Homemade Christmas Decorations2012-12-14
- Servings : N/A
- Prep Time : 2m
- Cook Time : 10m
- Ready In : 3:0 h
Homemade Christmas decorations
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I am a big fan of getting kids in the kitchen and giving them the opportunity to benefit from everything cooking has to offer. While this recipe isn’t about cooking food to eat and enjoy right away, it is a great opportunity for them to have fun, be creative and make something they will be able to keep for years.
I’ve made a couple of batches already in the lead up to Christmas this year. Here are some examples of the things I have created:
- Ornaments to hang on the tree and round the house
- Gift tags
- Name tags to put around the table on Christmas day
- A ‘MERRY CHRISTMAS’ garland hung with ribbon
Even if your kids are too young to be stirring the mixture on the stove (which, even with older children, should always be supervised by an adult) they can still help with the kneading of cool dough, rolling, cutting and decorating! I’ve made this a number of times, with and without children, and each time it has been a success.
Tips & hints:
- While I didn’t paint my ornaments, I believe acrylic and tempera paints should work well.
- I used an edible food pen to write on my dough before it went in the oven and chose to use coloured ink when stamping dough (before it is put in the oven) rather then painting once dry.
- You can colour your dough. The best time would be in step one; otherwise you will have to kneed it in to your dough and risk dying your hands!
- It is ok to leave your cut shapes out on a baking tray if you do not have time to put them in the oven right away.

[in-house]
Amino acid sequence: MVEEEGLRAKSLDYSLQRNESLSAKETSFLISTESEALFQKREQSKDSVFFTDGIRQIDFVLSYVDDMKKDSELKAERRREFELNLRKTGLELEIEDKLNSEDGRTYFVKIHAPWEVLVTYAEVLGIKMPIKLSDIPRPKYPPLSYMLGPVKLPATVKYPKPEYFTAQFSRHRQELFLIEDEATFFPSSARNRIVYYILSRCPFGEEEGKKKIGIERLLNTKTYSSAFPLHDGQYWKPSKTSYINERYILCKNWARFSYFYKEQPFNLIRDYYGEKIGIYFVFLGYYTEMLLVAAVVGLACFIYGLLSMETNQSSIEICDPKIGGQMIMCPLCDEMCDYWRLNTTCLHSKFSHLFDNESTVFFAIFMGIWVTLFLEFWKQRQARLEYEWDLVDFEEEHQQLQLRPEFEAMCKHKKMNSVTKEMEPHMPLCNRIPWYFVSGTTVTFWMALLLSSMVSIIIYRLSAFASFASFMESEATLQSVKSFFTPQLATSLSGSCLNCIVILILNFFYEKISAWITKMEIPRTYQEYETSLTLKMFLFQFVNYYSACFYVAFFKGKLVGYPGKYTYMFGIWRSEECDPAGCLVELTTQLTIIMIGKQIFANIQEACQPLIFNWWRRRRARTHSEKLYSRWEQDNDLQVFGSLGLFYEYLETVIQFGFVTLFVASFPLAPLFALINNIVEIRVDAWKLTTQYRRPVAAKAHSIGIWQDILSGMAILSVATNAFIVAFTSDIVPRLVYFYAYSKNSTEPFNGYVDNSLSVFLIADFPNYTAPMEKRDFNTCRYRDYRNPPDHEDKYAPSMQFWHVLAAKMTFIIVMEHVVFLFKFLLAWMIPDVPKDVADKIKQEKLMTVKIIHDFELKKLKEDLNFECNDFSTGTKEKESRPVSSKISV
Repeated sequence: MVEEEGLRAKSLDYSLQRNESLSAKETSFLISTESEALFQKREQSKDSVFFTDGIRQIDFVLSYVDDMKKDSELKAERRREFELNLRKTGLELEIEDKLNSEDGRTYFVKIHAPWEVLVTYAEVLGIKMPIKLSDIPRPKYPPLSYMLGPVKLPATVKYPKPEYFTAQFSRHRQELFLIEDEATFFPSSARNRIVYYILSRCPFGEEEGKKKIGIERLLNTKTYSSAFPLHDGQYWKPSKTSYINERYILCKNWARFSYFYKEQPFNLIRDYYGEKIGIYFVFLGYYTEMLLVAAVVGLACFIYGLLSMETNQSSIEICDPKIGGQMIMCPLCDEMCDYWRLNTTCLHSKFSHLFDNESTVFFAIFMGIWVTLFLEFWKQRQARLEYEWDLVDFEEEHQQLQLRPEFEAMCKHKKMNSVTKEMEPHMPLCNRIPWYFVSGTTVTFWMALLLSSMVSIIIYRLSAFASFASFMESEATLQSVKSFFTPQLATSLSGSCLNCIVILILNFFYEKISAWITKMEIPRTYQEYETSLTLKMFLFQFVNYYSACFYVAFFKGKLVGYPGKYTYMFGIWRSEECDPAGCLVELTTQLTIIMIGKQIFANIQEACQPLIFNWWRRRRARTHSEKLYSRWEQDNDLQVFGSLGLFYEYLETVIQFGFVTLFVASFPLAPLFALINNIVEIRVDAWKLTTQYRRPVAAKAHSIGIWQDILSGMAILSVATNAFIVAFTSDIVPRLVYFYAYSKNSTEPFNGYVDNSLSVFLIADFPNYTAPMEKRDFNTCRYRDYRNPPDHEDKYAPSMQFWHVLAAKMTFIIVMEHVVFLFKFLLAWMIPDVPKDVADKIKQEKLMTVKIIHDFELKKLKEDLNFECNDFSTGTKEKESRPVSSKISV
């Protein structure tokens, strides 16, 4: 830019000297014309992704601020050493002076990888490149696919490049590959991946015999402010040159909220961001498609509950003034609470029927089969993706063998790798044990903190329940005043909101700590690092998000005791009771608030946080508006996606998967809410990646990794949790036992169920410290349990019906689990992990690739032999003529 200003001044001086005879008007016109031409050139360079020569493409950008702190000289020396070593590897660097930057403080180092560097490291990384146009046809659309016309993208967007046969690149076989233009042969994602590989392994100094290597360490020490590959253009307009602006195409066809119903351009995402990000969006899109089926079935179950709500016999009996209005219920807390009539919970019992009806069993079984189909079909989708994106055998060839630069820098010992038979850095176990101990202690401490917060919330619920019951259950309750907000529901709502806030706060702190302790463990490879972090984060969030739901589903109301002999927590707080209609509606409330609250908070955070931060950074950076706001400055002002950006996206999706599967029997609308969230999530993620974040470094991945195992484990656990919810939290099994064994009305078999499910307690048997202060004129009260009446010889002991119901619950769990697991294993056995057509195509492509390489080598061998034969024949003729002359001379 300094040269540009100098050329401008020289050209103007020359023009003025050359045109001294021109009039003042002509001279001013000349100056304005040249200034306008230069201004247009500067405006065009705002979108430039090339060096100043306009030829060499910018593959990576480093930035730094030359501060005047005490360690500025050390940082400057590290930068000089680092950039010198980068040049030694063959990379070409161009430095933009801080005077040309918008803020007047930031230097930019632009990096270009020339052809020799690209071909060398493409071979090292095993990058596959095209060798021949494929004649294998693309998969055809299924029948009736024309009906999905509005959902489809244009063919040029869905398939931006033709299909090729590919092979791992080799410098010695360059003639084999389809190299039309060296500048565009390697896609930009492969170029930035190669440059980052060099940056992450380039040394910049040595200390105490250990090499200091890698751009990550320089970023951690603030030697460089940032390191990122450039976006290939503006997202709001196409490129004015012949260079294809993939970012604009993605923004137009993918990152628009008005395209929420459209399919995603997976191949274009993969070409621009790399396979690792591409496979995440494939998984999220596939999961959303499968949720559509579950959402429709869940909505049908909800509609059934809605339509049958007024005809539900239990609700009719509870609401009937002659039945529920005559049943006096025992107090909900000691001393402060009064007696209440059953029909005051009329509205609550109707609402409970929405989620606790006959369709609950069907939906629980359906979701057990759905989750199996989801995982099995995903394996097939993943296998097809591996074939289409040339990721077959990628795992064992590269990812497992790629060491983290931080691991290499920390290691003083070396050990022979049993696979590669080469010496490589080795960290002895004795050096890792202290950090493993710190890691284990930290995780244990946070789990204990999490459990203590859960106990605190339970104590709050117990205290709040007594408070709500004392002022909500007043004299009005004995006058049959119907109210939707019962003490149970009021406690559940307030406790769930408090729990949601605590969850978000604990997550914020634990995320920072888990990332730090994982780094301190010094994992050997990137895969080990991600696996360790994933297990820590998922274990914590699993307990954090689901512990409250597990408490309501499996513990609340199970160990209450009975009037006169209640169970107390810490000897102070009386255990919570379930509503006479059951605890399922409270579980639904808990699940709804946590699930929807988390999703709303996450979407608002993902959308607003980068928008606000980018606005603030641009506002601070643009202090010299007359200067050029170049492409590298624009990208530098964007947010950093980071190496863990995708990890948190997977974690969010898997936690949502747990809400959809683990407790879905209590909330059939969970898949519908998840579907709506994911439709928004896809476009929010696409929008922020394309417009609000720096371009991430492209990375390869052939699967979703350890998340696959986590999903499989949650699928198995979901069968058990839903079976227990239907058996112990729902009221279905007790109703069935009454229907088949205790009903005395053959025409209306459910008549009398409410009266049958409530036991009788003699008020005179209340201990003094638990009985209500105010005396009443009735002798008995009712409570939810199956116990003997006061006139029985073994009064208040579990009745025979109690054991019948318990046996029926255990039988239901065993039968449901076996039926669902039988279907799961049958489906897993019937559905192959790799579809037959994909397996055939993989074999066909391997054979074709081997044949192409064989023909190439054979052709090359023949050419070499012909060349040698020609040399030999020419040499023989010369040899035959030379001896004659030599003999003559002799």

- Feel free to halve recipe if you think it will be too much.
- If making a garland, it is best to put two holes at opposite sides of your shape. This will ensure the ornaments hang correctly (front facing forward) when you thread with ribbon or string.
More Christmas Recipes
- Banana strawberry candy canes
- Strawberry swirl icy ‘North’ poles
- Christmas apple sandwiches
- Santa strawberry hats
- Gingerbread men
- Reindeer poop
- Christmas tree pita bread
- Watermelon Christmas trees
- Banana snowmen
- Salt dough ornaments
- Christmas cookie tree
- 2 cups bicarbonate (baking) soda
- 1 cup corn flour
- 1 ½ cups water
Place all ingredients in a medium pot on the stove top. -
Stir the mixture over a medium heat until it thickens and resembles a consistency similar to mashed potatoes. -
Remove mixture from the pot and place in a bowl, covered with a damp cloth and set aside to cool.
Once cool, flour surface with some extra corn flour and knead the dough until smooth. -
Preheat oven to a very low temperature, around 75-90°C. -
Roll dough on floured surface or between two sheets of baking paper to about 7mm in thickness. I found this works well as if it is too thin the dough can be harder to work with or crack quite easily, and if it is too thick, it will take a longer to dry.
Use a variety of cutters to cut out shapes and transfer to baking tray lined with baking (non-stick) paper. Using a straw, make a hole in the dough so you can tie your ribbon or string through later. You can also decorate with stamps or write things in your dough at this stage. -
Place in the oven. After about 1 hour flip your ornaments over and continue drying in the oven for another hour. You can keep them in the oven for longer if they do not feel firm enough, flip them back to top side up if this is the case to ensure even drying. They will harden further once allowed to cool. -
Decorate further using paint, PVA glue, glitter and more. -
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